Own Voices Comics

#ownvoices is a social media hashtag, first suggested on Twitter by Corinne Duyvis in September 2015 as a tool “to recommend kidlit about diverse characters written by authors from that same diverse group”. It is related to, and overlaps with, the “We Need Diverse Books” movement/non-profit organization. As a tool and a movement, #ownvoices can be used to describe any marginalized group within any genre of any art form; it is purposefully unrestrictive.

Try out these #ownvoices comics in The Seattle Public Library collection, where the creators (writer[s]) or artist[s]) share a marginalized identity with a protagonist:

The Art of Charlie Chan Hock Chye by Sonny Liew

The Eisner Award winning graphic novel from Singaporean-based Malaysian creator Sonny Liew tells the fictional story of Singaporean comics creator Charlie Chan Hock Chye, whose life and art parallel and evolve alongside the actual history of modern Singapore.


I am Alfonso Jones by Tony Medina, Stacey Robinson, and John Jennings

This timely graphic novel tells the story of Alfonso Jones, a young African American teen killed by an off-duty police officer in New York City. Now, as a ghost, Alfonso is carried along on through the afterlife on a subway train full of victims of shootings, while his loved-ones and community attempt to cope and make meaning of his death.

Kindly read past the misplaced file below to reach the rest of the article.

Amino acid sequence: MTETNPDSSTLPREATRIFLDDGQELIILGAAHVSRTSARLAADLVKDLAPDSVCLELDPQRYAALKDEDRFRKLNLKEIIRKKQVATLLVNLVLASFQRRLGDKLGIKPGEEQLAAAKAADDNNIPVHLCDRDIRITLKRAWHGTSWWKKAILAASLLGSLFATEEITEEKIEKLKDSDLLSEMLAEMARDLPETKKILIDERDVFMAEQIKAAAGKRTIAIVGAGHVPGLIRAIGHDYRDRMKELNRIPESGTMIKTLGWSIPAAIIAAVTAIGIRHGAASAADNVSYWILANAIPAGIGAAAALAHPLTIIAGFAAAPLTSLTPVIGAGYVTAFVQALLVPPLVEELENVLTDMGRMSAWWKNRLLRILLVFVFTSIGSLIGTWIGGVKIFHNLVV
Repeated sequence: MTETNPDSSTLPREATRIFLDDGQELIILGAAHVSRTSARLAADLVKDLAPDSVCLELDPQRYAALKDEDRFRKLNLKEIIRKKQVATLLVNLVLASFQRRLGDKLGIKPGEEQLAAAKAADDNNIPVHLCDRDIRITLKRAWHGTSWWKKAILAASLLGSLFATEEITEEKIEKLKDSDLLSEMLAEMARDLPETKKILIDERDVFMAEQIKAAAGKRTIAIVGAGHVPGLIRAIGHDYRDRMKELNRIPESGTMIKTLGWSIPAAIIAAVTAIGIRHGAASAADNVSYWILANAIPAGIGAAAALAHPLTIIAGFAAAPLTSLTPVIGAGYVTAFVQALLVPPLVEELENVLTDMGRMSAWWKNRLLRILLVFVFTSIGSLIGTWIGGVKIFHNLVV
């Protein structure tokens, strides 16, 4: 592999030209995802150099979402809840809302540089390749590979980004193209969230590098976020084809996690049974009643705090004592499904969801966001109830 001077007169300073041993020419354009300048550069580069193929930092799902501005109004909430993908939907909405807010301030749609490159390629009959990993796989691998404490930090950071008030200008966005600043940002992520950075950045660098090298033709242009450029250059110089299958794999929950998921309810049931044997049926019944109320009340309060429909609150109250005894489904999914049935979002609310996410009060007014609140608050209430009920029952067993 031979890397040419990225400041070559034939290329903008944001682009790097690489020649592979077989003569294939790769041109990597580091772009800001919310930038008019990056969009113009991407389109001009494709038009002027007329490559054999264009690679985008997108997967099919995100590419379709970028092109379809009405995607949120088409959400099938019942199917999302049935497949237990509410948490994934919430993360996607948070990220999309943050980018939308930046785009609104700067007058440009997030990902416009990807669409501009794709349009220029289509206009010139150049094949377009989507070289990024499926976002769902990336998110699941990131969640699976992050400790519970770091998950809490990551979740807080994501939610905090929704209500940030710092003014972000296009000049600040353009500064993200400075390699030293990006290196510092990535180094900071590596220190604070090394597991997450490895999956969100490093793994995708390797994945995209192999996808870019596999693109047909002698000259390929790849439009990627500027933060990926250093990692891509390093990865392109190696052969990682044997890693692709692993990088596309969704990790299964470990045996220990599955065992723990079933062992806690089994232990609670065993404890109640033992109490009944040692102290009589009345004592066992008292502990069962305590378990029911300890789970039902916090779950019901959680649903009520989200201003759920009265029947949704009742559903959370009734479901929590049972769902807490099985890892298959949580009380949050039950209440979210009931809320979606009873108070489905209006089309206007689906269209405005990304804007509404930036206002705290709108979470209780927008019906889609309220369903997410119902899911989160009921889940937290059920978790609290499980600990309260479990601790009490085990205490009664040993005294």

Moonshot: The Indigenous Comics Collection edited by Hope Nicholson

Published as a Kickstarter project through Alternate History Comics, Moonshot features stories of identity and culture from North American indigenous creators. Stories of Indigenous Futurisms and traditional forms are told by creators of many communities, including Métis, Inuit, Dene, Anishnaabe, Cree, Mi’kmaq, Caddo, Haida, and Sioux.


Pashmina by Nidhi Chanani

Indian-American teenager Pri badly wants to connect with her mother’s homeland, to find out more about her father’s identity, and learn why her mother came to America, but these topics are off-limits as far as her mother is concerned. That is, until Pri finds an old pashmina stuck in a trunk in the closet, which, when worn, transports her to an idealized and magical India.

Discover more #ownvoices comics at The Seattle Public Library

~posted by Mychal L.

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March Literary Holidays

Aside from calendar noted holidays in March like Purim and Saint Patrick’s day, there are a few literary days of note that might peak your interest.